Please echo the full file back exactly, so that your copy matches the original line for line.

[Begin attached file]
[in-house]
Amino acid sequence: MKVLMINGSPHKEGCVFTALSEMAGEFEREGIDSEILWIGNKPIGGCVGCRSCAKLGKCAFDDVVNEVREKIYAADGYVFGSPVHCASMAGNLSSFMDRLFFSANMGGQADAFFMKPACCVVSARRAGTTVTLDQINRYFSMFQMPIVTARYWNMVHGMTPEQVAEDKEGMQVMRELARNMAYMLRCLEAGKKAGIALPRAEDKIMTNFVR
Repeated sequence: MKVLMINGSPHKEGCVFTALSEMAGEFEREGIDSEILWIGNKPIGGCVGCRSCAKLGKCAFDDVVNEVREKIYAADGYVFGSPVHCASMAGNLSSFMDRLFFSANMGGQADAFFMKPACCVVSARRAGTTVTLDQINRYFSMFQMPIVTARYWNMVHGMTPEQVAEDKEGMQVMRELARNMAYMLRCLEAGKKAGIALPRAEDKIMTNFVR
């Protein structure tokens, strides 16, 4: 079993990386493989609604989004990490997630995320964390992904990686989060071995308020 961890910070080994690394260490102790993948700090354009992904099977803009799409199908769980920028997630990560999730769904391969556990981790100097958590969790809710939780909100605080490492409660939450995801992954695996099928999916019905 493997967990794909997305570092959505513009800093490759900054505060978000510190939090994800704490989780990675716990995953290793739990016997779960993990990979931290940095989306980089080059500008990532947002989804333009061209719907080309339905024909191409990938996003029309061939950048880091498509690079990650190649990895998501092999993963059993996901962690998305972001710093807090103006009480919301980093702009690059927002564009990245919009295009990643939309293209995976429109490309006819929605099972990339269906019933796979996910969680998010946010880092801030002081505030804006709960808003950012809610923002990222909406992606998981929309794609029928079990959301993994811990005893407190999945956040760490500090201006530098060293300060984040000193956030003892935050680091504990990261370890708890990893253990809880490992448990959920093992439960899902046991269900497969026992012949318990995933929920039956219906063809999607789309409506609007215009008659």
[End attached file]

[in-house]
Amino acid sequence: MKVLMINGSPHKEGCVFTALSEMAGEFEREGIDSEILWIGNKPIGGCVGCRSCAKLGKCAFDDVVNEVREKIYAADGYVFGSPVHCASMAGNLSSFMDRLFFSANMGGQADAFFMKPACCVVSARRAGTTVTLDQINRYFSMFQMPIVTARYWNMVHGMTPEQVAEDKEGMQVMRELARNMAYMLRCLEAGKKAGIALPRAEDKIMTNFVR
Repeated sequence: MKVLMINGSPHKEGCVFTALSEMAGEFEREGIDSEILWIGNKPIGGCVGCRSCAKLGKCAFDDVVNEVREKIYAADGYVFGSPVHCASMAGNLSSFMDRLFFSANMGGQADAFFMKPACCVVSARRAGTTVTLDQINRYFSMFQMPIVTARYWNMVHGMTPEQVAEDKEGMQVMRELARNMAYMLRCLEAGKKAGIALPRAEDKIMTNFVR
């Protein structure tokens, strides 16, 4: 079993990386493989609604989004990490997630995320964390992904990686989060071995308020 961890910070080994690394260490102790993948700090354009992904099977803009799409199908769980920028997630990560999730769904391969556990981790100097958590969790809710939780909100605080490492409660939450995801992954695996099928999916019905 493997967990794909997305570092959505513009800093490759900054505060978000510190939090994800704490989780990675716990995953290793739990016997779960993990990979931290940095989306980089080059500008990532947002989804333009061209719907080309339905024909191409990938996003029309061939950048880091498509690079990650190649990895998501092999993963059993996901962690998305972001710093807090103006009480919301980093702009690059927002564009990245919009295009990643939309293209995976429109490309006819929605099972990339269906019933796979996910969680998010946010880092801030002081505030804006709960808003950012809610923002990222909406992606998981929309794609029928079990959301993994811990005893407190999945956040760490500090201006530098060293300060984040000193956030003892935050680091504990990261370890708890990893253990809880490992448990959920093992439960899902046991269900497969026992012949318990995933929920039956219906063809999607789309409506609007215009008659």